Ana Gonzales and her crew of cleaners can handle nearly 20 houses in a day, often at a moment's notice.   David Briggs

Ana Gonzales started her housecleaning business 16 years ago as a way to survive. She had immigrated from Mexico two years earlier, and her second child was on the way. Her job cleaning in Sonoma County paid less than $100 a day, and she spent much of her shifts driving to and from her home on a ranch in Valley Ford. Her family needed a better income.

A neighbor told her to put up a sign in the post office, and a month later, Ms. Gonzales had six houses to clean in Dillon Beach. Word spread, and her business grew as she balanced the demands of being both a mother and a business owner. 

Today, Ana has four employees who help clean over 40 vacation rentals. Scheduling and bookkeeping demand more of her time than cleaning, though she still spends at least three days a week at job sites to set a good example. Last year, she purchased a brand-new home in Rohnert Park, a crowning achievement for her and her three children. She has attained a peaceful, balanced lifestyle that is centered on her family, and it shows by her relentless smile and positive attitude.

“It feels like we reached our dream to have our own house,” she said. “Especially for my kids, they get so excited. They tell me, ‘Mom, you have to be proud of yourself that you made it, that we made it.’”

Ana grew up on a dairy in a small town in Jalisco, Mexico. She was the youngest of 12 children, and all of her brothers and sisters have gone on to become entrepreneurs. When she was 20 and pregnant with her first son, Misael, she moved to Valley Ford, where her husband had a job lined up milking cows. 

Ana found a home in Tomales among other powerful Latina women, like Marisol Salgado, the co-owner of the Whale of a Deli who gave her study materials for the G.E.D. test. Gloria Mercado showed her the potential of starting her own business, and Maria Niggle brought her on as a promotora. 

Ana advocates for mental health services for the Latino community and attends school board meetings to speak up for students. All of her children will attend Tomales schools from preschool to graduation, and she’s made her voice heard in the district: She pushed the high school to get rid of a counselor who was accused of neglecting the majority of students, and she called for a full-time principal to help deter bullying.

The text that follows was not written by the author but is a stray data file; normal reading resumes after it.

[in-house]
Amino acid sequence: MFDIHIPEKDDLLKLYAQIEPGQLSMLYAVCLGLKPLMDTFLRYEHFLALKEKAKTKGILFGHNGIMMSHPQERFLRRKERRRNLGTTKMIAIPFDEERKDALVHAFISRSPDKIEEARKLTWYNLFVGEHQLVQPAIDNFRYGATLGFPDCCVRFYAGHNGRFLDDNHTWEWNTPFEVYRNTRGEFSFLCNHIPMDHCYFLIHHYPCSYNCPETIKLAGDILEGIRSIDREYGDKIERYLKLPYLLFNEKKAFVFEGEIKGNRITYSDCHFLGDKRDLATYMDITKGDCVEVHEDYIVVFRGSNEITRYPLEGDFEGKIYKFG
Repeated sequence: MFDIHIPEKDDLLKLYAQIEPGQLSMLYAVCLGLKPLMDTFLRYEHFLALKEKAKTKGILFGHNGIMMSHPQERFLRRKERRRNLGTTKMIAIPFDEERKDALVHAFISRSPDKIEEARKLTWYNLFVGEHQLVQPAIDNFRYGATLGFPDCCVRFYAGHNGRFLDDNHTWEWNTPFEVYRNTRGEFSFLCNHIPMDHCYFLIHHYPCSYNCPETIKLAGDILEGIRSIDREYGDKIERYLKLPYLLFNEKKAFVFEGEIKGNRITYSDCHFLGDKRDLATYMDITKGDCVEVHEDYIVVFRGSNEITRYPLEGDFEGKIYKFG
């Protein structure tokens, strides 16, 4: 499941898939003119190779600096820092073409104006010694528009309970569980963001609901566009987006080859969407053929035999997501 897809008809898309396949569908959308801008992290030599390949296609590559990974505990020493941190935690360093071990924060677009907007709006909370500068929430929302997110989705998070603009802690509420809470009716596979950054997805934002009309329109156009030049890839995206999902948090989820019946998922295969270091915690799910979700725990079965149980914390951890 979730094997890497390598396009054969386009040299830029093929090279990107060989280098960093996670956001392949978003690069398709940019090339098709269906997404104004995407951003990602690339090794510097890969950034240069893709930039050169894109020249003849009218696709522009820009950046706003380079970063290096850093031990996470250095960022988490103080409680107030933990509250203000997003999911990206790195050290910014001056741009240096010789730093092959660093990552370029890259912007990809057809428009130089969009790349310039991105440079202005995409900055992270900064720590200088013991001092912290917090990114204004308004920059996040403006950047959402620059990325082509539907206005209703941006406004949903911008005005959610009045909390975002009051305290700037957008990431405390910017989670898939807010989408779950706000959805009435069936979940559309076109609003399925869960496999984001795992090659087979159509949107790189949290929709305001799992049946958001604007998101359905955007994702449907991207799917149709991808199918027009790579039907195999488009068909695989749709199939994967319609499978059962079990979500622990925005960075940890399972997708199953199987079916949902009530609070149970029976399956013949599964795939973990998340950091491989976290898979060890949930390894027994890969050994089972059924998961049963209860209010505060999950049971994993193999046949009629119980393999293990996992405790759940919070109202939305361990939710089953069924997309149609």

“If you want to get something done, Ana will get it done,” Ms. Salgado said.

Through word of mouth, Ana steadily gained more and more cleaning opportunities. She never did any marketing, or even printed business cards, but satisfied customers kept sharing her phone number. She would drop off her kids at the first bus stop in Tomales so they could ride the entire route while she went to clean her first house, and they all played sports in the afternoon so she could clean a few more. She worked in primary residences at first, but then realized that with vacation rentals, her kids could play in another room while she cleaned. 

“When I clean houses for vacation rentals, I feel like I am the person who rents it. How would I like to see the house?” she said.

Five years after launching the business, Ana hired her first employee, and she passed the G.E.D. test.

Even though she is running the business at a higher level now, she still cleans every day when it is busy. She said taking care of and keeping employees is good for business, and people believe in her and want to see her on the job. 

Ana’s crew can clean as many as 19 houses in a day, so figuring out where everyone needs to be and when is a puzzle. Homeowners can call the night before to tell her they have renters the next day, and she will figure it out in the middle of the night. It takes two to three hours for one person to clean a house, and sometimes Ana has to call her friends for extra help. By 7 a.m. each morning, she has a schedule made for her employees.

In 2014, Ana’s husband passed away. The death pushed her to work harder and grow her business. Misael, then 12, took on more responsibility at home, and he brought his younger siblings to school as soon as he could drive. Ana enrolled at Santa Rosa Junior College to take an English as a second language course and a workshop in Spanish on how to start a business, so the only help she gets now is from a bookkeeper at the end of the year. The owners of the ranch allowed the family to stay without rent for five years, and she saved the money for a down payment on a house. 

Three years ago, Ana reconnected with an old friend, Eduardo Rojas, who was from her hometown and had also lost his partner. They’ve been dating, and on Feb. 6 they were married in a small ceremony at a church in Petaluma. Three of her sisters came with their husbands from Mexico to attend the celebration.